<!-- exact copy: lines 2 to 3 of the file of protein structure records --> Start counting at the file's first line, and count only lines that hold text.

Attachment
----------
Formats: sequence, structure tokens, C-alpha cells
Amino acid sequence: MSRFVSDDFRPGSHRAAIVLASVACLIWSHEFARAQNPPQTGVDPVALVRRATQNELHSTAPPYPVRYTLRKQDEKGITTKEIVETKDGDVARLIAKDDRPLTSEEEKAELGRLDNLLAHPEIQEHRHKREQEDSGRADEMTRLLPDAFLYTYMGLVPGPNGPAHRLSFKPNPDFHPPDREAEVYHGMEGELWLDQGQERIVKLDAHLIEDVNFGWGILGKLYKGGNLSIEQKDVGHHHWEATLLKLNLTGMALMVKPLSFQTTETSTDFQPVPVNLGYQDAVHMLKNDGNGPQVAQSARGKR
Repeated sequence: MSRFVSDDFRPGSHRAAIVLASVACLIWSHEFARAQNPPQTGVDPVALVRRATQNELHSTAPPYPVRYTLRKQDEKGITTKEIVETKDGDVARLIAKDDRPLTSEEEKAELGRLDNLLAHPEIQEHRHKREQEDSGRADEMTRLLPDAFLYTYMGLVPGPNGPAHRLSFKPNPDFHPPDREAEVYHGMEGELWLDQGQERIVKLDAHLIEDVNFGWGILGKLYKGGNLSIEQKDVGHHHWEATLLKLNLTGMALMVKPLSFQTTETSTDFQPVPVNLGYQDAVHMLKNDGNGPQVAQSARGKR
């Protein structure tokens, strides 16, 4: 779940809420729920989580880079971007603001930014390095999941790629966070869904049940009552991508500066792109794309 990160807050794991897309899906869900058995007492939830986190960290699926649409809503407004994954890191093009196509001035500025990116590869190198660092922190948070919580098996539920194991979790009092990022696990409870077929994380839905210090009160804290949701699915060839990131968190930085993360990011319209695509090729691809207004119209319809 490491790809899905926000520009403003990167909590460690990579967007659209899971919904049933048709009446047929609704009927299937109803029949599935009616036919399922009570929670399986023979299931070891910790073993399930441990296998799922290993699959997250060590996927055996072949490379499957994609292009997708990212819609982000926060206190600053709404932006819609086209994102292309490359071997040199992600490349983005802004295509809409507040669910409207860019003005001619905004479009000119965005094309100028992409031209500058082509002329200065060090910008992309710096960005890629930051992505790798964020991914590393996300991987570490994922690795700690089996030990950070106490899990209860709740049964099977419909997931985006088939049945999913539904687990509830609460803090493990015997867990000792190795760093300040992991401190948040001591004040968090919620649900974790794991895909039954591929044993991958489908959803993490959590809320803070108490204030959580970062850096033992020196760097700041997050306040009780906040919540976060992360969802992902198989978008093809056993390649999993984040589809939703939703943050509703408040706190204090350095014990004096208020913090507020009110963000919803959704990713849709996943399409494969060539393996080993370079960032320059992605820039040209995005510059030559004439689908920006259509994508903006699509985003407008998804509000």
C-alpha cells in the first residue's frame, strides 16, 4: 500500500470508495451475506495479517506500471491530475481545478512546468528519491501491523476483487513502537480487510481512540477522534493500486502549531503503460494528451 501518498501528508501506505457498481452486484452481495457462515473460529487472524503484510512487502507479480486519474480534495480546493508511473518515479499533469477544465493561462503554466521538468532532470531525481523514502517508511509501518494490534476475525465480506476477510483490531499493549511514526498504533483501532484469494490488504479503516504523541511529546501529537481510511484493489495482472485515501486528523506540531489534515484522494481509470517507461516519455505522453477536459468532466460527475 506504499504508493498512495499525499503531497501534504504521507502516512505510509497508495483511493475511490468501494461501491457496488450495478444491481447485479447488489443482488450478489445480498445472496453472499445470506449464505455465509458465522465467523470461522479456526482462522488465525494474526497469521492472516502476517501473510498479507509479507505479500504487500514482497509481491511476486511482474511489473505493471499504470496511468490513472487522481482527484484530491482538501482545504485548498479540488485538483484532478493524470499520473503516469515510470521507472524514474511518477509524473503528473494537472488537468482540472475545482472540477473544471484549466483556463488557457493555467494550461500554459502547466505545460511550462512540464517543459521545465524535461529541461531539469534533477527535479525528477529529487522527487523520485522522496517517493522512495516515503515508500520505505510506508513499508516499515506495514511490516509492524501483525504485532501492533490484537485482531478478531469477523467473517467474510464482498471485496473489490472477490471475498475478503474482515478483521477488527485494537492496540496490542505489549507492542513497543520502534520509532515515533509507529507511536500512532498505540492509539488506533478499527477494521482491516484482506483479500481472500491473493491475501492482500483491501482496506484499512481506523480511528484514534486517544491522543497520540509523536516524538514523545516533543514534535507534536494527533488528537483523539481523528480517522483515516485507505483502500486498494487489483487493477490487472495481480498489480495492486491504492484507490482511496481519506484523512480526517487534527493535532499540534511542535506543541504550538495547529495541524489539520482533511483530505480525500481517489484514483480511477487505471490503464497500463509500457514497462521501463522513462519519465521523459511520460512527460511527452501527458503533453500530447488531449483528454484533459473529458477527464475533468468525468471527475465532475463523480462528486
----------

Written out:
Amino acid sequence: MSRFVSDDFRPGSHRAAIVLASVACLIWSHEFARAQNPPQTGVDPVALVRRATQNELHSTAPPYPVRYTLRKQDEKGITTKEIVETKDGDVARLIAKDDRPLTSEEEKAELGRLDNLLAHPEIQEHRHKREQEDSGRADEMTRLLPDAFLYTYMGLVPGPNGPAHRLSFKPNPDFHPPDREAEVYHGMEGELWLDQGQERIVKLDAHLIEDVNFGWGILGKLYKGGNLSIEQKDVGHHHWEATLLKLNLTGMALMVKPLSFQTTETSTDFQPVPVNLGYQDAVHMLKNDGNGPQVAQSARGKR
Repeated sequence: MSRFVSDDFRPGSHRAAIVLASVACLIWSHEFARAQNPPQTGVDPVALVRRATQNELHSTAPPYPVRYTLRKQDEKGITTKEIVETKDGDVARLIAKDDRPLTSEEEKAELGRLDNLLAHPEIQEHRHKREQEDSGRADEMTRLLPDAFLYTYMGLVPGPNGPAHRLSFKPNPDFHPPDREAEVYHGMEGELWLDQGQERIVKLDAHLIEDVNFGWGILGKLYKGGNLSIEQKDVGHHHWEATLLKLNLTGMALMVKPLSFQTTETSTDFQPVPVNLGYQDAVHMLKNDGNGPQVAQSARGKR